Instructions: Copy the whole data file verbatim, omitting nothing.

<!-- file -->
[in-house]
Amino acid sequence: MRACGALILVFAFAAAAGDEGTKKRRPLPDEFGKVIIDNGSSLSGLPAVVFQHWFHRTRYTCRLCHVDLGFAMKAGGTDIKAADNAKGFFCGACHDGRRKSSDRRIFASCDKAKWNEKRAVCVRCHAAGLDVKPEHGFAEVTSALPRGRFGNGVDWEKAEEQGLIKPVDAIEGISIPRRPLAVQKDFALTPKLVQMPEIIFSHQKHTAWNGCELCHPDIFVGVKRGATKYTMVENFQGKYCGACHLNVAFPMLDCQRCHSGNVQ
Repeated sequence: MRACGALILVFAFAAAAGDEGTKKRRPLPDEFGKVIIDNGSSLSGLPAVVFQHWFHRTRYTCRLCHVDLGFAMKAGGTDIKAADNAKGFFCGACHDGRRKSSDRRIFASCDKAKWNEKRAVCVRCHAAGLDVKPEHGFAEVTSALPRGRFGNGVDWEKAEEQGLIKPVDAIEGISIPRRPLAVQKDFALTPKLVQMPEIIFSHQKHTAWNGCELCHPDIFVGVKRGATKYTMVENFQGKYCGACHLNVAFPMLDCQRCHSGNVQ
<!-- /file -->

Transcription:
[in-house]
Amino acid sequence: MRACGALILVFAFAAAAGDEGTKKRRPLPDEFGKVIIDNGSSLSGLPAVVFQHWFHRTRYTCRLCHVDLGFAMKAGGTDIKAADNAKGFFCGACHDGRRKSSDRRIFASCDKAKWNEKRAVCVRCHAAGLDVKPEHGFAEVTSALPRGRFGNGVDWEKAEEQGLIKPVDAIEGISIPRRPLAVQKDFALTPKLVQMPEIIFSHQKHTAWNGCELCHPDIFVGVKRGATKYTMVENFQGKYCGACHLNVAFPMLDCQRCHSGNVQ
Repeated sequence: MRACGALILVFAFAAAAGDEGTKKRRPLPDEFGKVIIDNGSSLSGLPAVVFQHWFHRTRYTCRLCHVDLGFAMKAGGTDIKAADNAKGFFCGACHDGRRKSSDRRIFASCDKAKWNEKRAVCVRCHAAGLDVKPEHGFAEVTSALPRGRFGNGVDWEKAEEQGLIKPVDAIEGISIPRRPLAVQKDFALTPKLVQMPEIIFSHQKHTAWNGCELCHPDIFVGVKRGATKYTMVENFQGKYCGACHLNVAFPMLDCQRCHSGNVQ